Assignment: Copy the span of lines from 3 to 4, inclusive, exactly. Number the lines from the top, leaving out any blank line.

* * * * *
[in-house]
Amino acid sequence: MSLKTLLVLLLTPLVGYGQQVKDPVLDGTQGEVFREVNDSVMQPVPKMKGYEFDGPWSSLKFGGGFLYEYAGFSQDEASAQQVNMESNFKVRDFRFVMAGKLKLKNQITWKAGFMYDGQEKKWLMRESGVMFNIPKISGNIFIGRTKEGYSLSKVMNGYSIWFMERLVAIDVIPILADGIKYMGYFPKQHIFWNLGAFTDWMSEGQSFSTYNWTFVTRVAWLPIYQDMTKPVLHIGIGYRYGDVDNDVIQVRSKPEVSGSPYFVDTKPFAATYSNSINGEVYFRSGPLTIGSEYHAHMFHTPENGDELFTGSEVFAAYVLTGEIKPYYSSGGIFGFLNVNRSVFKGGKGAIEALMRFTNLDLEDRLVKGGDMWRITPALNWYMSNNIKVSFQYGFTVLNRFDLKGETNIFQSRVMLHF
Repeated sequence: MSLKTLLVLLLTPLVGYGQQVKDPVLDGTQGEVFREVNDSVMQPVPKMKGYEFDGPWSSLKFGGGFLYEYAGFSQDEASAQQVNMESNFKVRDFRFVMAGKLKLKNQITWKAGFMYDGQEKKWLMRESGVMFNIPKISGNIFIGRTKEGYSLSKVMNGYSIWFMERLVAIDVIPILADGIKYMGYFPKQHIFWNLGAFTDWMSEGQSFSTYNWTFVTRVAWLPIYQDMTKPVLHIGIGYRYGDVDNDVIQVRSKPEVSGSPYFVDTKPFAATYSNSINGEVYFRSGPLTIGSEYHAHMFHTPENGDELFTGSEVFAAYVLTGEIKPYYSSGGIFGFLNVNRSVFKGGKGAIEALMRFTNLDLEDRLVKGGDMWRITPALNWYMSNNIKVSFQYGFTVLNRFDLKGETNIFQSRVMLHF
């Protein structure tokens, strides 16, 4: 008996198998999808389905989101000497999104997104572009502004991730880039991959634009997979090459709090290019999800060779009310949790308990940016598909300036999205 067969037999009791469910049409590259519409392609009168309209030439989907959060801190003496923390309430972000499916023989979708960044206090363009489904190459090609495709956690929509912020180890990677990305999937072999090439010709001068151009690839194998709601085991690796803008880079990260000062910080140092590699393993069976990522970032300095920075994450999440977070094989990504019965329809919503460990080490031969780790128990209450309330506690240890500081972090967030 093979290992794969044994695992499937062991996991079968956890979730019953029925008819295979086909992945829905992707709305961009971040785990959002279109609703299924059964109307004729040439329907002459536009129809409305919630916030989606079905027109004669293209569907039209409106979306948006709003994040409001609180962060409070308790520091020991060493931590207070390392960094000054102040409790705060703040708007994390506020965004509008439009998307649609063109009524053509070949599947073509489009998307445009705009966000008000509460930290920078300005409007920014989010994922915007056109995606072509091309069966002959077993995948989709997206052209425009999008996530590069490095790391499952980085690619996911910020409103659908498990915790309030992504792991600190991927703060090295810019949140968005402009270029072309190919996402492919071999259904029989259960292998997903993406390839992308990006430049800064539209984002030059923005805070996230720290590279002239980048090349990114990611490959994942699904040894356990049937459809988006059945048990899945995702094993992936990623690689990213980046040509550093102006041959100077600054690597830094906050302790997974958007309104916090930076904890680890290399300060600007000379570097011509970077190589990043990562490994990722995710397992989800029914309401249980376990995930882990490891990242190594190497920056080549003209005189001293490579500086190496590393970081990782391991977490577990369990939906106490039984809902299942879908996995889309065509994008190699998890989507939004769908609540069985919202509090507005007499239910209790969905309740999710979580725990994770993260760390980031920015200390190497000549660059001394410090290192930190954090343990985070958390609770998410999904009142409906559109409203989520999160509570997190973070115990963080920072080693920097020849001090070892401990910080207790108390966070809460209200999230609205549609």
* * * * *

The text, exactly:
Repeated sequence: MSLKTLLVLLLTPLVGYGQQVKDPVLDGTQGEVFREVNDSVMQPVPKMKGYEFDGPWSSLKFGGGFLYEYAGFSQDEASAQQVNMESNFKVRDFRFVMAGKLKLKNQITWKAGFMYDGQEKKWLMRESGVMFNIPKISGNIFIGRTKEGYSLSKVMNGYSIWFMERLVAIDVIPILADGIKYMGYFPKQHIFWNLGAFTDWMSEGQSFSTYNWTFVTRVAWLPIYQDMTKPVLHIGIGYRYGDVDNDVIQVRSKPEVSGSPYFVDTKPFAATYSNSINGEVYFRSGPLTIGSEYHAHMFHTPENGDELFTGSEVFAAYVLTGEIKPYYSSGGIFGFLNVNRSVFKGGKGAIEALMRFTNLDLEDRLVKGGDMWRITPALNWYMSNNIKVSFQYGFTVLNRFDLKGETNIFQSRVMLHF
């Protein structure tokens, strides 16, 4: 008996198998999808389905989101000497999104997104572009502004991730880039991959634009997979090459709090290019999800060779009310949790308990940016598909300036999205 067969037999009791469910049409590259519409392609009168309209030439989907959060801190003496923390309430972000499916023989979708960044206090363009489904190459090609495709956690929509912020180890990677990305999937072999090439010709001068151009690839194998709601085991690796803008880079990260000062910080140092590699393993069976990522970032300095920075994450999440977070094989990504019965329809919503460990080490031969780790128990209450309330506690240890500081972090967030 093979290992794969044994695992499937062991996991079968956890979730019953029925008819295979086909992945829905992707709305961009971040785990959002279109609703299924059964109307004729040439329907002459536009129809409305919630916030989606079905027109004669293209569907039209409106979306948006709003994040409001609180962060409070308790520091020991060493931590207070390392960094000054102040409790705060703040708007994390506020965004509008439009998307649609063109009524053509070949599947073509489009998307445009705009966000008000509460930290920078300005409007920014989010994922915007056109995606072509091309069966002959077993995948989709997206052209425009999008996530590069490095790391499952980085690619996911910020409103659908498990915790309030992504792991600190991927703060090295810019949140968005402009270029072309190919996402492919071999259904029989259960292998997903993406390839992308990006430049800064539209984002030059923005805070996230720290590279002239980048090349990114990611490959994942699904040894356990049937459809988006059945048990899945995702094993992936990623690689990213980046040509550093102006041959100077600054690597830094906050302790997974958007309104916090930076904890680890290399300060600007000379570097011509970077190589990043990562490994990722995710397992989800029914309401249980376990995930882990490891990242190594190497920056080549003209005189001293490579500086190496590393970081990782391991977490577990369990939906106490039984809902299942879908996995889309065509994008190699998890989507939004769908609540069985919202509090507005007499239910209790969905309740999710979580725990994770993260760390980031920015200390190497000549660059001394410090290192930190954090343990985070958390609770998410999904009142409906559109409203989520999160509570997190973070115990963080920072080693920097020849001090070892401990910080207790108390966070809460209200999230609205549609």